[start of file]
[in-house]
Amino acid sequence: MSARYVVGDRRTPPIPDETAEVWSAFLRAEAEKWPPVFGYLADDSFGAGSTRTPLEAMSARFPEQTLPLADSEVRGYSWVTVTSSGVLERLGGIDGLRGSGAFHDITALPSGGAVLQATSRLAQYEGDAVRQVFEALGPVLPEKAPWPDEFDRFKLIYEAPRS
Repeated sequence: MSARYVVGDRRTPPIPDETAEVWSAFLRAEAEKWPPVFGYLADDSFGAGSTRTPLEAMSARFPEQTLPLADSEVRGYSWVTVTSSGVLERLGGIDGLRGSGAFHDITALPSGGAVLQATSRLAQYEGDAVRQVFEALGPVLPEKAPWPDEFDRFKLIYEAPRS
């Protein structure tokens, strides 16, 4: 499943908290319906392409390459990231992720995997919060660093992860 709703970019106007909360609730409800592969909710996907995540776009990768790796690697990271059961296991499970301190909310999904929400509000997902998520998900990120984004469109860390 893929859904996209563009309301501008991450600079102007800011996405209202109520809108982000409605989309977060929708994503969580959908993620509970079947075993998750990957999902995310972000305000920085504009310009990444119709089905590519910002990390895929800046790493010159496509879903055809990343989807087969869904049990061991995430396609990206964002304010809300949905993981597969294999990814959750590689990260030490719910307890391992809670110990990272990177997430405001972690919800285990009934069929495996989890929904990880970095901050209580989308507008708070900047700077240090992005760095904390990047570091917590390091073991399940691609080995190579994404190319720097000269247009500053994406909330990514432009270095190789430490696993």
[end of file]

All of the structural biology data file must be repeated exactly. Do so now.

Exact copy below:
[in-house]
Amino acid sequence: MSARYVVGDRRTPPIPDETAEVWSAFLRAEAEKWPPVFGYLADDSFGAGSTRTPLEAMSARFPEQTLPLADSEVRGYSWVTVTSSGVLERLGGIDGLRGSGAFHDITALPSGGAVLQATSRLAQYEGDAVRQVFEALGPVLPEKAPWPDEFDRFKLIYEAPRS
Repeated sequence: MSARYVVGDRRTPPIPDETAEVWSAFLRAEAEKWPPVFGYLADDSFGAGSTRTPLEAMSARFPEQTLPLADSEVRGYSWVTVTSSGVLERLGGIDGLRGSGAFHDITALPSGGAVLQATSRLAQYEGDAVRQVFEALGPVLPEKAPWPDEFDRFKLIYEAPRS
């Protein structure tokens, strides 16, 4: 499943908290319906392409390459990231992720995997919060660093992860 709703970019106007909360609730409800592969909710996907995540776009990768790796690697990271059961296991499970301190909310999904929400509000997902998520998900990120984004469109860390 893929859904996209563009309301501008991450600079102007800011996405209202109520809108982000409605989309977060929708994503969580959908993620509970079947075993998750990957999902995310972000305000920085504009310009990444119709089905590519910002990390895929800046790493010159496509879903055809990343989807087969869904049990061991995430396609990206964002304010809300949905993981597969294999990814959750590689990260030490719910307890391992809670110990990272990177997430405001972690919800285990009934069929495996989890929904990880970095901050209580989308507008708070900047700077240090992005760095904390990047570091917590390091073991399940691609080995190579994404190319720097000269247009500053994406909330990514432009270095190789430490696993």